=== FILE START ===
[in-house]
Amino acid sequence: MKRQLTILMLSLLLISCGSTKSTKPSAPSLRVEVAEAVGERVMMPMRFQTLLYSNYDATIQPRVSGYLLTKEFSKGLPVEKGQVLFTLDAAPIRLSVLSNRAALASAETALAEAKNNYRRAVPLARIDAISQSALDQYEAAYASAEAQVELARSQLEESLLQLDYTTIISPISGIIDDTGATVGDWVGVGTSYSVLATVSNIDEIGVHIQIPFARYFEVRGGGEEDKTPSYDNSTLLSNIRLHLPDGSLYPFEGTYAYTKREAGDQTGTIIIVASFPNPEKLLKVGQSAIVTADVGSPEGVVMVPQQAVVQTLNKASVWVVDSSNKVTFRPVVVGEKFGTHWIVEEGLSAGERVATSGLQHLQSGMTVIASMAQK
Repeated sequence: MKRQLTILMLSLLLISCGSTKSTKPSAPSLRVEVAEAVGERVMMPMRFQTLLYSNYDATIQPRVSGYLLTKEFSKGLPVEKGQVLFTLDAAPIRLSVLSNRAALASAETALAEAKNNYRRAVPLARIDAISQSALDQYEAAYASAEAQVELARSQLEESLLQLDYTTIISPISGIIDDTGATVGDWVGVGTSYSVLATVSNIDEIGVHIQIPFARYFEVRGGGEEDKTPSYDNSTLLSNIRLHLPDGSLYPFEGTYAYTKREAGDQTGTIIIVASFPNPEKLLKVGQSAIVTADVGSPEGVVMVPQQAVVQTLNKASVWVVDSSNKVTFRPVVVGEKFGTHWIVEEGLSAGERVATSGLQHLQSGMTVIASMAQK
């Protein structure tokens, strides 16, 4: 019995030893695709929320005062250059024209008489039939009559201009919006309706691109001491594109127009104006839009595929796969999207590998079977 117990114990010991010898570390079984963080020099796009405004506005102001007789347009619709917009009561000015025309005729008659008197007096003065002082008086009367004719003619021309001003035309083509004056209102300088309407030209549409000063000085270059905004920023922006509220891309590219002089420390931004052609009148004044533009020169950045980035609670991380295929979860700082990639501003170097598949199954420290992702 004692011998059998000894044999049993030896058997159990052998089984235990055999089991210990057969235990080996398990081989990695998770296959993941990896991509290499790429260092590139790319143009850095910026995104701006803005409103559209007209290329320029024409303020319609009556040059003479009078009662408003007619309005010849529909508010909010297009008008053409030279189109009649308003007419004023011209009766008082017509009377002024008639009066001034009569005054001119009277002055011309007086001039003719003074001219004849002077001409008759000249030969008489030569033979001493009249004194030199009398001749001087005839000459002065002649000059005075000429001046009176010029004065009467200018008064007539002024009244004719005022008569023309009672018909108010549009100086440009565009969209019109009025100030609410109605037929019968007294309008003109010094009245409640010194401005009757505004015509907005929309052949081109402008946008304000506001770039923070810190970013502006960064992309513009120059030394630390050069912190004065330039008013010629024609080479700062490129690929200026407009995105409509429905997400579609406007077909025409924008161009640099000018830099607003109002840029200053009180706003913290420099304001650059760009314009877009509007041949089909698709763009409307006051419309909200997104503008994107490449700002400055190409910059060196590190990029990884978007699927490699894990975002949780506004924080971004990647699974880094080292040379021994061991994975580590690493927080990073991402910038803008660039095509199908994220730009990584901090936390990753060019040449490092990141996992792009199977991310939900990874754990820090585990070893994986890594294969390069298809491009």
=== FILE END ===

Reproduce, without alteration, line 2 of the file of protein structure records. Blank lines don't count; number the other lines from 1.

Amino acid sequence: MKRQLTILMLSLLLISCGSTKSTKPSAPSLRVEVAEAVGERVMMPMRFQTLLYSNYDATIQPRVSGYLLTKEFSKGLPVEKGQVLFTLDAAPIRLSVLSNRAALASAETALAEAKNNYRRAVPLARIDAISQSALDQYEAAYASAEAQVELARSQLEESLLQLDYTTIISPISGIIDDTGATVGDWVGVGTSYSVLATVSNIDEIGVHIQIPFARYFEVRGGGEEDKTPSYDNSTLLSNIRLHLPDGSLYPFEGTYAYTKREAGDQTGTIIIVASFPNPEKLLKVGQSAIVTADVGSPEGVVMVPQQAVVQTLNKASVWVVDSSNKVTFRPVVVGEKFGTHWIVEEGLSAGERVATSGLQHLQSGMTVIASMAQK